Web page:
When the Owner Stops Being Part of the Crew

grouchy foremanI was working with a roofing and siding company recently and the owner, in the process of switching from running his crew to running his business, confided that he was having trouble estimating labor. “When I’m on the roof, the crew can do X square/hour, but as soon as I leave, they suddenly are doing 1/2X square/hour. I don’t understand it. I’m used to estimating based on my being on the job, and suddenly I’m underestimating labor.”

As we discussed the advisability of having a designated supervisor or foreman, he told me he’d tried, but had disappointing results. “I work with a guy and I pose technical challenges and he gives me good answers, and technically he’s competent, but as soon as I get off the roof, problems suddenly arise that slow down the work.” As with any crew there was also the problem of longevity vs. knowledge. Some employees expected to be “led” by the crew member who had been with the company longest, but more recent hires with better skills objected.

I had no idea how highly valued longevity was before working with a company in which I had to put together a job assignment board and (logically, I thought) listed the employees alphabetically. The owner took one look and said, “Oh, that will never work. The boys will be offended.” Bewildered, I learned that every document involving an employee list had to be arranged by date of hire, with the latest hire last.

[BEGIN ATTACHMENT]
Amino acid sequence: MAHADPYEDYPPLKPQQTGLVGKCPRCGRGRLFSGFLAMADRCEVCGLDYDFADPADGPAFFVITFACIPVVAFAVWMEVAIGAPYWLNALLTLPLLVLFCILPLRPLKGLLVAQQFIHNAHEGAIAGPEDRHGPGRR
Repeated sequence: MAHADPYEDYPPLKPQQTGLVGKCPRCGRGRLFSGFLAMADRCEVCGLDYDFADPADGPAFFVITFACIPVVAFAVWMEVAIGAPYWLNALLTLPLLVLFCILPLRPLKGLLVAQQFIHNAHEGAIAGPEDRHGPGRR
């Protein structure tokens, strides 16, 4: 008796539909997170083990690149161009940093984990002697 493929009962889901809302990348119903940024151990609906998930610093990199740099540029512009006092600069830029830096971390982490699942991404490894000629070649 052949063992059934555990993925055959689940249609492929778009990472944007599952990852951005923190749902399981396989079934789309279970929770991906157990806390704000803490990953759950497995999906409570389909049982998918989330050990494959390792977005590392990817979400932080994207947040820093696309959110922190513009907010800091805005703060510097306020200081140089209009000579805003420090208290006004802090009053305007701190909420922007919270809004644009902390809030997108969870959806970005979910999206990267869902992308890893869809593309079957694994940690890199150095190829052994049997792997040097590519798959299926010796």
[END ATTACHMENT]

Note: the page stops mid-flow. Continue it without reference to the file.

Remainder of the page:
When faced with this situation, you can either pick your best leader regardless of how long he's been with you or how skilled he is and provide him with technical and supervisory training, or you can look outside the company for your supervisor. Any potential supervisor/foreman/lead within your existing crew, unless he also happens to have been with the company longest, may face huge resistance from the rest of the crew if he is perceived to have been unjustifiably endowed with more power, authority, and (perhaps) money. Better to outline your plans to move from field to office ahead of time, and explain that you are going to hire someone to replace you in the field. Make sure they understand that this person's job is not just to keep the job runing smoothly, but to be responsible for paperwork and communication with the office (and perhaps the homeowner).

Stressing the difference between the duties your crew perform so well and the duties of the new position may smooth the way for the addition of a supervisor/foreman/lead to the group.